A message from ECAN’s President, CEO and Founder Mindy Mintz Mordecai about the ten-year anniversary of Esophageal Cancer Awareness Month.
Eleven years ago, I held my husband, rocking him in my arms, drenching us both with my tears as he took his final breath. When they lowered his casket into the ground, I wanted to jump in. I could not envision life without Monte. Scripture says, “They that sow in tears will reap with shouts of joy.” But like Monte’s reassuring presence, joy had disappeared.
Still, our two little girls needed a mother who could push forward even while bereft, suffering the loss of the amazing, pure-hearted center of our lives.
The one-on-one battle with cancer was over for us, but fighting Esophageal Cancer on a broader scale was already ingrained in our lives. It was our elder daughter Mara who came up with the idea of the dance event that became the Cancer Dancer. We hosted the first Day of Dance just weeks after we lost Monte. And our younger daughter Maya had a polished elevator pitch to warn everyone we met about the risks posed by heartburn. I was fanatical about media outreach to help others in our local community understand the link between reflux and cancer. But I knew that this rapidly increasing cancer was striking so many more families across the nation than I could ever reach from Baltimore by myself.
Hoping to find like-minded folks who I could join to tackle this problem, I reached out to the only national Esophageal Cancer non-profit organization I knew about. I was excited to make the call, saying I wanted to help raise awareness about the link between reflux and cancer all across the country! But I was told the kind of help I offered was not needed – or even wanted.
I was crestfallen and confused. I thought I had offered something of value: years of award-winning broadcasting experience and a background as a lawyer and advocate working with non-profits. I didn’t understand. Friends who were more familiar with the association suggested that if I could just wait a year until the group elected a new Board of Directors, they might be more receptive.
But I was impatient. I knew that every day, dozens of Americans were losing their lives to Esophageal Cancer – a disease that could and should be prevented. I knew that every day, parents around the country were enduring the hardest task I’ve ever faced: telling their kids that mom or dad won’t be here to guide them to adulthood. And I knew that every day, too many children were shattered by news no child should receive.
Let a another year of days like that go by while doing nothing? That was unacceptable to me.
My rational mind knew that the last thing I needed to do was start a non-profit organization while raising my nine and twelve year old daughters all alone.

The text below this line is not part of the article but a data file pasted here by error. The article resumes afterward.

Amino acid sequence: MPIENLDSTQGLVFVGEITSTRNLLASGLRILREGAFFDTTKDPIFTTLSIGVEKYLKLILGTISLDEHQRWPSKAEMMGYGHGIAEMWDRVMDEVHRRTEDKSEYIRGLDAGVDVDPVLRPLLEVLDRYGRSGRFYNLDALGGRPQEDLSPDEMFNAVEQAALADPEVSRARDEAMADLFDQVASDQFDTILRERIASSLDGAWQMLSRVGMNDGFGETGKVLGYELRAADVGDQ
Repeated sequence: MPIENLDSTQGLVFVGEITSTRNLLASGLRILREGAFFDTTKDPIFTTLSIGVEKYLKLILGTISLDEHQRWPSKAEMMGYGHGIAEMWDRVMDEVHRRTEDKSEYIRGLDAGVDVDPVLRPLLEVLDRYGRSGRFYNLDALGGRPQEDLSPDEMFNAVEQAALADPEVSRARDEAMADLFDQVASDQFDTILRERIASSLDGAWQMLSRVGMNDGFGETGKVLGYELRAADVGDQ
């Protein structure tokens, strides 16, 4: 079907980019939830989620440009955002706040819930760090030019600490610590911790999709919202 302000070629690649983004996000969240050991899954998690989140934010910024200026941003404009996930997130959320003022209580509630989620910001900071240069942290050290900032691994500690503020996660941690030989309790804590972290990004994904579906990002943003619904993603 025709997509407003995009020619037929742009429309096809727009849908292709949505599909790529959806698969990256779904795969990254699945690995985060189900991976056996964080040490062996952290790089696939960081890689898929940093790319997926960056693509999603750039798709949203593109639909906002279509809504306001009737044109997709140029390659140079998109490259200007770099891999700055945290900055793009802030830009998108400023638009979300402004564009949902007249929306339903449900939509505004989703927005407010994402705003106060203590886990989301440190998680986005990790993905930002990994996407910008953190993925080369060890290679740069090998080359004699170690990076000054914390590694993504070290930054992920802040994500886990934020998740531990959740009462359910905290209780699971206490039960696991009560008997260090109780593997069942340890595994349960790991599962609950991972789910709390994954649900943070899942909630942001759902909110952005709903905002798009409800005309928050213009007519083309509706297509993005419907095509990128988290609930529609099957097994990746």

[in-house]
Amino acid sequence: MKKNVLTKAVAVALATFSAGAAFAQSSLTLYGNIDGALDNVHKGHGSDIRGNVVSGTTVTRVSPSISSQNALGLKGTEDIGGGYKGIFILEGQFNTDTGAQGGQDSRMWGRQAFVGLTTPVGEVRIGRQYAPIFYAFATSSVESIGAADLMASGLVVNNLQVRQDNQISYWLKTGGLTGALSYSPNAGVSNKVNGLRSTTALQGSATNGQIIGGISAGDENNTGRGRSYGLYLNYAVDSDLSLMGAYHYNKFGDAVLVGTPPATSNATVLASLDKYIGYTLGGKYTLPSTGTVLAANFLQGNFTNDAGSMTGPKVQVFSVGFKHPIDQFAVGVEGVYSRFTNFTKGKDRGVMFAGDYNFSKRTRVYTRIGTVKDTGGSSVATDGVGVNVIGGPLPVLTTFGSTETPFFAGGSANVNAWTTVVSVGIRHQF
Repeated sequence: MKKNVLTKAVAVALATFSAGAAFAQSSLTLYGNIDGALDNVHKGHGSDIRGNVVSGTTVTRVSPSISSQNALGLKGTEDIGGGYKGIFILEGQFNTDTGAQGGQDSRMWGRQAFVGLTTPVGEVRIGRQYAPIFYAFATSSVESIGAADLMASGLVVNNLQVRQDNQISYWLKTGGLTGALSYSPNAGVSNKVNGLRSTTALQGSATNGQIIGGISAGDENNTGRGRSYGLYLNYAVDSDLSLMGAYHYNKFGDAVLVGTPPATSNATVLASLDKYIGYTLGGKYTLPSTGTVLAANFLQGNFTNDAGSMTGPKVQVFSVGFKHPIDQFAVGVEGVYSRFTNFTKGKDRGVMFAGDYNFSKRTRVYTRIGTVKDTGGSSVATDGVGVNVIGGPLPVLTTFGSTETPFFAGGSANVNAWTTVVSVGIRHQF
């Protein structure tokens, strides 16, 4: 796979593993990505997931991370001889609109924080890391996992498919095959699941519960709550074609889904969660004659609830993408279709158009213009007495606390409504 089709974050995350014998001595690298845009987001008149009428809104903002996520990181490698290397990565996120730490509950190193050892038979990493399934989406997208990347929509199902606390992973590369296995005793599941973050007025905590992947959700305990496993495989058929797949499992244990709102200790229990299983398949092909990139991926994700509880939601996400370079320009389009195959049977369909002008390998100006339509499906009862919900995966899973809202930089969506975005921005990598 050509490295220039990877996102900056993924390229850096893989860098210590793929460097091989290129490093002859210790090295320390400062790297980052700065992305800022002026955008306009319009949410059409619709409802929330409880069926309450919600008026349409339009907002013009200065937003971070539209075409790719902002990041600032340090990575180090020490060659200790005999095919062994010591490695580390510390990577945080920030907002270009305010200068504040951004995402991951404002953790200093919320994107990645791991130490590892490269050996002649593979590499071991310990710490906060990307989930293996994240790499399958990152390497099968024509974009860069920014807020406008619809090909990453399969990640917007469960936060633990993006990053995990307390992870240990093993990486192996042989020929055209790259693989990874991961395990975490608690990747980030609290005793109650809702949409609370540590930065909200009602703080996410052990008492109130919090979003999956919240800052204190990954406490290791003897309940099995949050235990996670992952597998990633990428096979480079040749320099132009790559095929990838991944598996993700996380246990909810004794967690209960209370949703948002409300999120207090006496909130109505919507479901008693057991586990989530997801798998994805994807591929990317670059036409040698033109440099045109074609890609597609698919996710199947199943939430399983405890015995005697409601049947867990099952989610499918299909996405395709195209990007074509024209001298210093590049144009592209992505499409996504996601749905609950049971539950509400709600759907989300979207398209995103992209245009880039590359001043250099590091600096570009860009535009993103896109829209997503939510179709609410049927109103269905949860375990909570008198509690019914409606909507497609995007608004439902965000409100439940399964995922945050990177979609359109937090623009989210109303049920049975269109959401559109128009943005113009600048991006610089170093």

But the urgency I felt was overwhelming.
I kept envisioning more and more devastated little faces like our daughters’ and imagining the ache of my broken heart infecting families that had no idea they were even at risk. I felt like I knew something that everyone should know. And because of my family’s tragedy, I understood how important it was to share that message with the world. I didn’t think it could wait.
Leap of Faith
Though it seems a little crazy when I look back, ten years ago I didn’t feel like this was a choice – it was an imperative. So in order to support my family, I took out a home equity line of credit. That let me put all of my energies during the day into launching a movement dedicated to saving the lives of people like Monte. I worked full time for two years without a paycheck. But I was genuinely thrilled by the opportunity to plant a seed, praying it would take root and change outcomes for patients who still had a chance. My gratitude to everyone who made that happen is impossible to quantify.
We were so lucky that the doctors from Johns Hopkins who cared for my husband along with local business leaders, families affected by Esophageal Cancer and other Baltimore physicians were willing to join our Board of Directors and help us launch this new movement. At the Board’s first meeting, we adopted a name that reflected what we set out to do: take action to save the lives of those at risk for Esophageal Cancer, collaborating with anyone who shares a passion for our goals.
The Esophageal Cancer Action Network was born.
We were so fortunate that a small, but mighty – and growing – group of supporters believed in our mission. Nothing accomplished over the past ten years could have happened without all of you. Today, our community feels more like a family to me than a group of strangers bound by a terrible twist of fate. I’m proud to be associated with you and all that you have made possible over the years.
With the energy and generosity of our community, we started Esophageal Cancer Awareness Month in April 2009. We convinced the National Cancer Institute to change course and include Esophageal Cancer in their ground-breaking genome mapping project known as TCGA: The Cancer Genome Atlas. We filed a petition with the Food & Drug Administration seeking cancer warning labels on over-the-counter heartburn remedies.